It was 186 years ago when Athens became the capital of the Greek state and a new and great chapter in terms of its architecture was opened. At that time the history of Omonia Square begins but at the time it had not had the name it has today. One of the most famous squares in the center of Athens, Omonia Square will experience great changes and adventures, over the years, until it comes to its present form which is expected to change again.
The first years of the square
In the architectural designs of the famous architects Kleanthi and Saubert in 1834, this space in which the square is today located, was intended for the construction of the Palace. At that time the area of today’s Omonia Square was called Tziritis and was completely deserted. It is Characteristic that where Omonia Square is today, two streams were found. One was coming down from today’s Stadiou Avenue and the other was coming down from today’s Panepistimiou Avenue.
In 1846 and after its final formulation, the square initially takes the name Palace Square apparently because of its original goal of use. But when the plans changed and the decision was taken for the Palace to be erected in the place where the Old Parliament is today, the square became a simply popular promenade. It was the finish of the country walk of the Athenians. In the following years, the square was renamed to Otto Square, in honor of King Otto.
When and how the Omonia Square got its actual name.
Although it is one of the capital’s largest and most central of squares, most do not know the history behind its current name. Omonia Square took its final name in 1862. And of course there’s an interesting story behind it. A few years earlier, in 1850, Otto Square became square in shape. In 1859, iwhen mayor of Athens was G Skoufas its formation started. It was then, that the vineyards and fig trees were uprooted, and oak trees were planted. The square became a theater of conflict between those who were for king Otto and those against him. The expulsion of king Otto was celebrated there, in 1862.
Omonia Square 1903
Then it acquired its current name, which is Omonia Square. And there’s an explanation. In the area where the square is today, an oath of “omonia” was given by the leaders of the rival political factions of the time, who had caused bloody riots in the country. They were the mountaineers and the lowlanders who took vows of reconciliation in the city and, in fact, the event was celebrated quite a lot.
Omonia Square 1905
The years that followed to this day
Gradually the square became a meeting center. From the beginning of the 19th century it began taking a social aura and was a meeting point of the middle-class citizens of AthensIt was planted to such an extent, that at one point it became verdant. Some of the most famous hotels of Athens, cafeterias and theaters were established there. The highlight was when in 1889, the four-story hotel “Megas Alexandros” was built at the end of Athinas Avenue, designed by the architect Ernest Chiller.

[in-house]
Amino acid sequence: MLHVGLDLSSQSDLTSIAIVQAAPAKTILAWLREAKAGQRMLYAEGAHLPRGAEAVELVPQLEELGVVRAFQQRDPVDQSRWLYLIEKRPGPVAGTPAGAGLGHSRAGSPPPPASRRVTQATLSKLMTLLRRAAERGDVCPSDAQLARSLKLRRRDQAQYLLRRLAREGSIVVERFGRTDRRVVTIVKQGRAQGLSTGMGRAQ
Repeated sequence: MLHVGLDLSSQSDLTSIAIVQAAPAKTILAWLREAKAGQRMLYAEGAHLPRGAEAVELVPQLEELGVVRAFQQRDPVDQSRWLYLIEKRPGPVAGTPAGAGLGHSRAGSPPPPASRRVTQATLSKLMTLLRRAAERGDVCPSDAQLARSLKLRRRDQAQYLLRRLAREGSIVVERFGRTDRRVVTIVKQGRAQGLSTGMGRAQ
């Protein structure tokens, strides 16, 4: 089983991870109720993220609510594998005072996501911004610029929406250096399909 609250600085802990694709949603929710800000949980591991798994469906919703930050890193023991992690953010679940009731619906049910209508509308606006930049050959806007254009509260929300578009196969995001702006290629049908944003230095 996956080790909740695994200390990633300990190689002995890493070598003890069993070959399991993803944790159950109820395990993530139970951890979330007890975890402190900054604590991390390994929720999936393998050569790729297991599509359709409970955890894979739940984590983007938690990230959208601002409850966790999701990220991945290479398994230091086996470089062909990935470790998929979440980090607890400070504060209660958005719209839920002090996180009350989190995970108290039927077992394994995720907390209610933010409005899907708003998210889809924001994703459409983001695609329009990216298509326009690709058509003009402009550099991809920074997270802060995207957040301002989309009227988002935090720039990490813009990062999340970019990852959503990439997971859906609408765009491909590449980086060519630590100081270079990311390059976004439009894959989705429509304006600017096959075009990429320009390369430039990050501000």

Every Thursday and Sunday people gathered in Omonia Square as a band set on a wooden platform, entertained the audience. The next few years were on the rise for the square. From 1925 to 1930, the underground railway station of Piraeus to Athens was excavated and established. This is also the main cause of its redevelopment. Omonia Square becomes circular, marble railings are placed at the entrances of the underground station, its appearance looks according to the European standards and the wider area begins to acquire an important commercial character.
Since 1954 the square has become more commercial in nature. In the 1950s and 60s, many old buildings in the Omonia area were demolished and gave way to new, high-rise buildings, following the example of the rest of Athens. In 1960 fountains were placed in the square, while in 1990 the statue of The Runner was placed, a work of the sculptor Varotsos which was removed when works for the new Metro station started.
Omonia Square 1979
The last redevelopment
The last interventions in Omonia Square took place before the 2004 Olympic Games. Today, it is about to have a new look. The nearly completed redevelopment project will guide to a new aesthetic.
Omonia Square has been renovated more than ten times. Millions of people have walked on it while strolling through the center of Athens. And who hasn’t given an appointment at Bakakos Pharmacy in the past ? The historic pharmacy in Omonia Square has been a reference point for the Athenians and visitors of the city for many decades.
Today, however, the old photos remain reminiscent once again of Old Athens.